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PUBLISHED : BRW 15 Mar 2012 05:03:41 | Jessica Gardner

Consultants to the $128 billion franchising industry say that many franchisors are failing in their attempts to take advantage of e-commerce.

“Many franchisors, yes they have a website, but they haven’t got an e-commerce strategy,” the executive director of DC Strategy, Rod Young says. “Whether they like it or not, e-commerce must be a distribution channel that will sit in parallel with their current bricks and mortar [retail] or service-based models.”

It’s an important equation to get right. Online retail is growing at an annual yearly rate of 29 per cent, according to research from the National Australia Bank, so to ignore e-commerce or to stumble in execution is an expensive option. The franchisees that have the biggest challenge are those that sell goods, which are a natural fit for online retail. However, service-based franchises and fast food restaurants should ignore e-commerce at their peril, the consultants say.

Many franchisors are struggling with how to operate online in a way that doesn’t upset their franchisees, a partner at law firm Hall & Wilcox, Bruce McFarlane, says. In most cases, the bone of contention is who gets the revenue. “If you set up your own online store and if you receive all of the income, in effect you’re competing with your franchisees,” McFarlane says.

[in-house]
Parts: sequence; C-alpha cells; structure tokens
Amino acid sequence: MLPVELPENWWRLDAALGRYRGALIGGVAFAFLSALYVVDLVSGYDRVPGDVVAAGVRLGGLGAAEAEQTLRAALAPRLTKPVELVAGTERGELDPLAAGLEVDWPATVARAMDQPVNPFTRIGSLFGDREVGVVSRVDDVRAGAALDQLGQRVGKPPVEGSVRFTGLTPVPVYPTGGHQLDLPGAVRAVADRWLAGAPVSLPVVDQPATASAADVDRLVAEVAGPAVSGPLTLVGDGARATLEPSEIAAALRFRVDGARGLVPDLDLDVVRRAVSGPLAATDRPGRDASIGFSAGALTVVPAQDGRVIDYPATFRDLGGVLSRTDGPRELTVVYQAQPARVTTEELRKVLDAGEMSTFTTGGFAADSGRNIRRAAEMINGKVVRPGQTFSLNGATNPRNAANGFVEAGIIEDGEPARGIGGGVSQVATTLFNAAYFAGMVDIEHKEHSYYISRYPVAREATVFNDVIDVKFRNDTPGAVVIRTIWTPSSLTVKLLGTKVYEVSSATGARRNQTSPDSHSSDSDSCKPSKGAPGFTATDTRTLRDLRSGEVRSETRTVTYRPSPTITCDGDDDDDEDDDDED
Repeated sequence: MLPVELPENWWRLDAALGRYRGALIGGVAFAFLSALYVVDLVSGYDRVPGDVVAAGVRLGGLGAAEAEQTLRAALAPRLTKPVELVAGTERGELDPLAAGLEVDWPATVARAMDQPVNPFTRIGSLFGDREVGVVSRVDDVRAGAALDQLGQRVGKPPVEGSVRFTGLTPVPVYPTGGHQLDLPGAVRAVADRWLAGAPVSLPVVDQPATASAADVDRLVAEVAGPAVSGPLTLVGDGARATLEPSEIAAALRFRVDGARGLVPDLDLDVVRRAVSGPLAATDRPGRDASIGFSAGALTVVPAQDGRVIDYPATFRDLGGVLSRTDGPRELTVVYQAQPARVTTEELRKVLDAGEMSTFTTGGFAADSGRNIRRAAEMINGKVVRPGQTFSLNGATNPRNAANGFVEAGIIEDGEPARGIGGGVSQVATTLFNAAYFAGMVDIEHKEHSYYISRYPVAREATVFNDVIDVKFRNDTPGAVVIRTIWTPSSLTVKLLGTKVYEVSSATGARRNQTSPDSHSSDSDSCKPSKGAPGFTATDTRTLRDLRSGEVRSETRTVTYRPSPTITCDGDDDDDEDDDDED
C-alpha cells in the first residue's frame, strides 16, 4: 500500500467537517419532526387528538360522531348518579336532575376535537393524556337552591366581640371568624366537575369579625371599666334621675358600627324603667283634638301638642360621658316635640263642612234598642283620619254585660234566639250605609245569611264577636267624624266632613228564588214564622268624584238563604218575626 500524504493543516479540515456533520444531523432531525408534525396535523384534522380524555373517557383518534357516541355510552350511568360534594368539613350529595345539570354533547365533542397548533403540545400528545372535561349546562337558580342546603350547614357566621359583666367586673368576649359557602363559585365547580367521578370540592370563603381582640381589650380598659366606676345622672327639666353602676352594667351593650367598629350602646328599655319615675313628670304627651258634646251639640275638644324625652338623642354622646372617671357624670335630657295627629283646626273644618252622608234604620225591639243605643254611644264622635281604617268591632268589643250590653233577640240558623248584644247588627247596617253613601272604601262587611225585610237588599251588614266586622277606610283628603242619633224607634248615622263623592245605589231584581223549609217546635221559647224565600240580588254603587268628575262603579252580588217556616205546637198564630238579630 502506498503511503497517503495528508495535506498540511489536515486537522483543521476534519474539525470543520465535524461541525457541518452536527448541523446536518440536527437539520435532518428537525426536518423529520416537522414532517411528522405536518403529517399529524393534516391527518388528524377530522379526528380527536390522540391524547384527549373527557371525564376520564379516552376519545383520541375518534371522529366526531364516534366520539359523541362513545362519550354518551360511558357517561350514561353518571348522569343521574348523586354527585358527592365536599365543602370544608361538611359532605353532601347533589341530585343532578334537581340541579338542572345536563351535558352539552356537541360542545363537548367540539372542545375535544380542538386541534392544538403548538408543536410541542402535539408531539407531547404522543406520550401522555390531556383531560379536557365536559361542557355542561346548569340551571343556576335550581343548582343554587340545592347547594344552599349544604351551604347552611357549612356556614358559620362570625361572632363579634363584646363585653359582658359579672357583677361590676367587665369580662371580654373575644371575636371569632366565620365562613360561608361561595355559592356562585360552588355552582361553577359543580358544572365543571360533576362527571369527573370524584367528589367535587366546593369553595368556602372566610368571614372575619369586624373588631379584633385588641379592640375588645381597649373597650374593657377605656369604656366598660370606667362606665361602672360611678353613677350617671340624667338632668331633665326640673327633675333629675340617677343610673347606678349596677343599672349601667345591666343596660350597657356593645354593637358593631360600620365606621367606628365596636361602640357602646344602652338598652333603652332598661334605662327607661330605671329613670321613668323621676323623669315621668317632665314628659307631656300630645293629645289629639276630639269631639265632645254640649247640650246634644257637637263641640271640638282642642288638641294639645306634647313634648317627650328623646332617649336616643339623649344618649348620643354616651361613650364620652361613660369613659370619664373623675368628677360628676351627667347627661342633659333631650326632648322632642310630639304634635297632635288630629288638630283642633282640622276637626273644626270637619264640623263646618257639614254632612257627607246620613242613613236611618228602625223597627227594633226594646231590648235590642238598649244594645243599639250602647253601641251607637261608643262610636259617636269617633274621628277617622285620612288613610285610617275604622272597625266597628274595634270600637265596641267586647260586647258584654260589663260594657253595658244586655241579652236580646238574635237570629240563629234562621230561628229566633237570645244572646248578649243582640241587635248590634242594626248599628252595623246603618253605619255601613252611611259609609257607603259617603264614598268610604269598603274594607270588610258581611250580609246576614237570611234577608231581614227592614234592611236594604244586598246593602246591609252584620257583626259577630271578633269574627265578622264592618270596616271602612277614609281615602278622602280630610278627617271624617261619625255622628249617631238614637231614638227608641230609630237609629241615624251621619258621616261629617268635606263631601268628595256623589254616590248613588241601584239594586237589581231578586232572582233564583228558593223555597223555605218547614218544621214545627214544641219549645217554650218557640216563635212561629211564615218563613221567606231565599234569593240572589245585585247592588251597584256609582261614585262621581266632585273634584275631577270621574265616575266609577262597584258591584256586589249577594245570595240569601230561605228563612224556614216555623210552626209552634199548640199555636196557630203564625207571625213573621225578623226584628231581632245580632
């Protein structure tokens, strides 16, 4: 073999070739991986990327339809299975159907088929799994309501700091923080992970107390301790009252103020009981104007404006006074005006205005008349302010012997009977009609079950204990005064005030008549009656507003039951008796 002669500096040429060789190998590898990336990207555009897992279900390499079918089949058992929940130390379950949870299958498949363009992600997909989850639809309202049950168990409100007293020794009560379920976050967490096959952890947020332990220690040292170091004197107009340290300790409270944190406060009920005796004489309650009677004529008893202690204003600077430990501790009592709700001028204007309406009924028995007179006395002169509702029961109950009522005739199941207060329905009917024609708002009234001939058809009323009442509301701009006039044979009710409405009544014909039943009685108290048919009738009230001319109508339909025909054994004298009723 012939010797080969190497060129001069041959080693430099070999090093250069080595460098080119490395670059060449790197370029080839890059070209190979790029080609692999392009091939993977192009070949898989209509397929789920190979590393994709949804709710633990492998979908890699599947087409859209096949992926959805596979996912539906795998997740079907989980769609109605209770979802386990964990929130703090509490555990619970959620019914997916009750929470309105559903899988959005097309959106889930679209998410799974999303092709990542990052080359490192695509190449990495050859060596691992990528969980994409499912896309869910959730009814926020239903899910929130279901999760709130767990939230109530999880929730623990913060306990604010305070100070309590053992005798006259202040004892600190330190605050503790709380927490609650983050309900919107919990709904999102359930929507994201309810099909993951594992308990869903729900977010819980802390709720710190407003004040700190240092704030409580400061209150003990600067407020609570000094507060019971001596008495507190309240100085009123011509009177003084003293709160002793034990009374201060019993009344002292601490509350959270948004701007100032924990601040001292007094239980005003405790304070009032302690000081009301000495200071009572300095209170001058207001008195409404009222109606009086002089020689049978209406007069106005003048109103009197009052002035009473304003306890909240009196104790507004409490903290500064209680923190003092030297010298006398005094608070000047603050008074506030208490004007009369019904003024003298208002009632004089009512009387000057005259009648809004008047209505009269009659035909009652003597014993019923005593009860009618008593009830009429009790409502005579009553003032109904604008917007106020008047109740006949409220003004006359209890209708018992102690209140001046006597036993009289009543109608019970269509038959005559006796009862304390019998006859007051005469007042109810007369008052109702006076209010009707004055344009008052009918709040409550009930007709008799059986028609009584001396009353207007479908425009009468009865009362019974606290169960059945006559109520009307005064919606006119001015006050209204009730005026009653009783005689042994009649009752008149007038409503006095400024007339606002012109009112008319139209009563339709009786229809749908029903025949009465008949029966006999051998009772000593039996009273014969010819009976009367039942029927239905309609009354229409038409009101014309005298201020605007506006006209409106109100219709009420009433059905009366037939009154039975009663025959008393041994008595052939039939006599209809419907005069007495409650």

“Franchisors have to look at models where the franchisee can share in the proceeds.”

Furniture and electronics retail chain Harvey Norman established an online store in November 2011. Customer orders from the online store are passed on to the local franchisee to fulfil, with all proceeds going to the franchisee rather than head office. Some goods are delivered, while others can be picked up in store. Director at consultancy 10 Thousand Feet, Ian Krawitz says this type of model relies on a good quality logistics system but the positive outcome is that customers will still visit physical stores. “The franchisee … has the ability to sell other supplementary products,” he said.

Digital marketing and web design and development agency Balance Internet gets more than 50 per cent of its business from franchise clients, director James Horne says. Of his decision to focus on this market, Horne says: “Because of Australia’s traditional tyranny of distance, I think the old school supply chain … model survived here for a lot longer than it has in other countries. We could see there were a great number of traditional retailers and franchise systems needing guidance.

“Franchise systems needs to look after their franchisees,” Horne says. “Their franchisees are a critical part of their value chain and the challenge for the franchisor is to set up an online marketing model that I suppose brings the franchisee into play and keeps them onside.”

Horne says there are three basic models for how revenue from online operations can be shared to franchisees. First, the revenue can be put in a marketing fund to benefit all franchisees. Second, the revenue can be allocated back to franchisees based on territories. For example, a customer would input their home postcode when making a purchase online and the franchisee in that territory would be allocated the purchase. Third, Horne suggests that a model based on proportional revenue sharing within territories could work. That is, revenue is shared with particular territories based on how much they usually turn over.